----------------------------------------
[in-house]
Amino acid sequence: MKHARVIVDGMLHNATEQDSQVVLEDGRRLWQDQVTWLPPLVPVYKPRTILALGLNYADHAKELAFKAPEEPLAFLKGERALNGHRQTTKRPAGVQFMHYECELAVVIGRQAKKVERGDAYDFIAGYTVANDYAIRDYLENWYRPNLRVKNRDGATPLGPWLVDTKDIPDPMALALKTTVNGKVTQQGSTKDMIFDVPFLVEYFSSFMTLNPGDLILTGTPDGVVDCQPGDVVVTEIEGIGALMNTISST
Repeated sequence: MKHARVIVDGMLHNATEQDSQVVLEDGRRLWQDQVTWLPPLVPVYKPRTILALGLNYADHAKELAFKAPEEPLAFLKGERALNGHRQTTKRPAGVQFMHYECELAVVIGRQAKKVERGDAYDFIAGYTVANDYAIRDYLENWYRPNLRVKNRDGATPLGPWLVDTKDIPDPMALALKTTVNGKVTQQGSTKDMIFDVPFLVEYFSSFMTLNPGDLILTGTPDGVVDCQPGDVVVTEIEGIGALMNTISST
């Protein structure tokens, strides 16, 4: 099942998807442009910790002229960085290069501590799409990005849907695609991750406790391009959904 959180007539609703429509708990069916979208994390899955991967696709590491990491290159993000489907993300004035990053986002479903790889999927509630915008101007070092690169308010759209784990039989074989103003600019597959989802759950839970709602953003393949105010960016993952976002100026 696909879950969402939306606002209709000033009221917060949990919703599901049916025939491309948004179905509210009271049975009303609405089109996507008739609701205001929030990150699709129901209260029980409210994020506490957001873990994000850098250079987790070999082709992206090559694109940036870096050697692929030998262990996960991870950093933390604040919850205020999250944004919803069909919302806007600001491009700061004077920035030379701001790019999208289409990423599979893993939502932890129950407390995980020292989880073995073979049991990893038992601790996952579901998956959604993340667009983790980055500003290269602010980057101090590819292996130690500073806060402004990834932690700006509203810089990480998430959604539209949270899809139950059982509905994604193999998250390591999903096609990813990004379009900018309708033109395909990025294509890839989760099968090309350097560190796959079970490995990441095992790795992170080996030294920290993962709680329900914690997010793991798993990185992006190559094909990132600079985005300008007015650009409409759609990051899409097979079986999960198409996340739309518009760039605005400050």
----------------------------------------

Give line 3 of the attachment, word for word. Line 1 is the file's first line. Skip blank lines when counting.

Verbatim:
Repeated sequence: MKHARVIVDGMLHNATEQDSQVVLEDGRRLWQDQVTWLPPLVPVYKPRTILALGLNYADHAKELAFKAPEEPLAFLKGERALNGHRQTTKRPAGVQFMHYECELAVVIGRQAKKVERGDAYDFIAGYTVANDYAIRDYLENWYRPNLRVKNRDGATPLGPWLVDTKDIPDPMALALKTTVNGKVTQQGSTKDMIFDVPFLVEYFSSFMTLNPGDLILTGTPDGVVDCQPGDVVVTEIEGIGALMNTISST